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Militant attacks from Afghanistan repulsed in Mohmand, Bajaur

PESHAWAR: Security forces personnel on Friday repulsed two attacks on security checkposts in Mohmand and Bajaur agencies by suspected militants from across the Pak-Afghan border, security sources said.

The militants opened fire on a security checkpost in the Sheikh Baba area of Mohmand and on the Nawa Pass security post in Bajaur agency, sources said.

Security forces repulsed both attacks by retaliating quickly. No casualties were reported on either side of the border.

The claims could not be independently verified as journalists do not have access to most parts of the restive agencies.

The Jamaatul Ahrar militant group claimed responsibility for the attacks.

Pakistan has long accused Afghanistan of sheltering militants who conduct attacks inside its territory, a charge Afghanistan denies.

Army Chief General Raheel Sharif, in a meeting with senior US officials at GHQ in June this year, raised the demand of targeting Tehreek-i-Taliban Pakistan (TTP) militants and their chief Mullah Fazlullah in their hideouts in Afghanistan.

Mohmand and Bajaur are among Pakistan’s seven semi-autonomous tribal districts near the Afghan border, rife with homegrown insurgents and foreign militants.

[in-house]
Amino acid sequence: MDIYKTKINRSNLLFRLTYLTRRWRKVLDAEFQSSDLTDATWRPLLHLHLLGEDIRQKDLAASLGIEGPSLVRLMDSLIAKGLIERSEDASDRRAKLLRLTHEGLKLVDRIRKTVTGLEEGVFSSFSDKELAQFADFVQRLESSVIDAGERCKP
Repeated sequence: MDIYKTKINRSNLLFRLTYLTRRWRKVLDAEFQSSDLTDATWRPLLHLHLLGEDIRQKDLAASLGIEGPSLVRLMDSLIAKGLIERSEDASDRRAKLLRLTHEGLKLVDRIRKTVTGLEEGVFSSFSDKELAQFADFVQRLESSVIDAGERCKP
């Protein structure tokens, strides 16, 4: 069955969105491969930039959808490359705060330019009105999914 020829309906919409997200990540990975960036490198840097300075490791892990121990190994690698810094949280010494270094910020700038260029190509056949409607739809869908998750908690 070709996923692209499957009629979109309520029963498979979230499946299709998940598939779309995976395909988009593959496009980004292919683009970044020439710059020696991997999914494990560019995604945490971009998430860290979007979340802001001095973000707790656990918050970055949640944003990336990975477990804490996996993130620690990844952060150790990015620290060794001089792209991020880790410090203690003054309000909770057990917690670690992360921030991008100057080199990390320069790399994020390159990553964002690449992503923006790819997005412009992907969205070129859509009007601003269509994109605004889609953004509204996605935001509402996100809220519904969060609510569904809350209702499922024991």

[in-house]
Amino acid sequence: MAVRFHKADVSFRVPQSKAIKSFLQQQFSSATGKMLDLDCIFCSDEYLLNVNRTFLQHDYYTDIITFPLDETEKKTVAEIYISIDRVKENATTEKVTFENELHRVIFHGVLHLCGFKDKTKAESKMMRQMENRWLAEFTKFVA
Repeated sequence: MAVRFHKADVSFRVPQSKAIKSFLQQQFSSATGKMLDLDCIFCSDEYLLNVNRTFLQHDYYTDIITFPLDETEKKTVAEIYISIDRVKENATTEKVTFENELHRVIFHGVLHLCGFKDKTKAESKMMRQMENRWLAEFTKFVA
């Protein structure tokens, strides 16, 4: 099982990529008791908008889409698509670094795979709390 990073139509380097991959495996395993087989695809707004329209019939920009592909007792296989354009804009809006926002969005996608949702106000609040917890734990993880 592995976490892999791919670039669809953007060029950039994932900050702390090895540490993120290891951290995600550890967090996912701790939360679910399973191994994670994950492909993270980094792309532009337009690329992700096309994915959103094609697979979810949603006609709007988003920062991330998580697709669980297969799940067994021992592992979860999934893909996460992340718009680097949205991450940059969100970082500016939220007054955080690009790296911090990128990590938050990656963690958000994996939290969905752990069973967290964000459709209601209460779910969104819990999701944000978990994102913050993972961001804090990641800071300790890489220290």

Despite heavy military presence on both sides of the border, cross-border movements of militants (in both ways) have been a major area of concern.

Local militants have fled ongoing military offensives since 2008, taking refuge across the border and attacking Pakistani military checkpoints and civilians from there.

The army launched Operation Zarb-i-Azb in June 2014 in a bid to wipe out militant bases in the tribal areas and so bring an end to the bloody insurgency that has cost thousands of civilian lives since 2004.

As a result, security in the country has since improved. Scattered attacks still take place, but they are fewer and of a lesser intensity than in previous years.

According to data from the South Asia Terrorism Portal, 457 civilians and 182 members of the security forces were killed in Pakistan from January 1 to September 11, putting 2016 on course for fewer casualties than 2015.

Last year, the country recorded its lowest number of killings since 2007.

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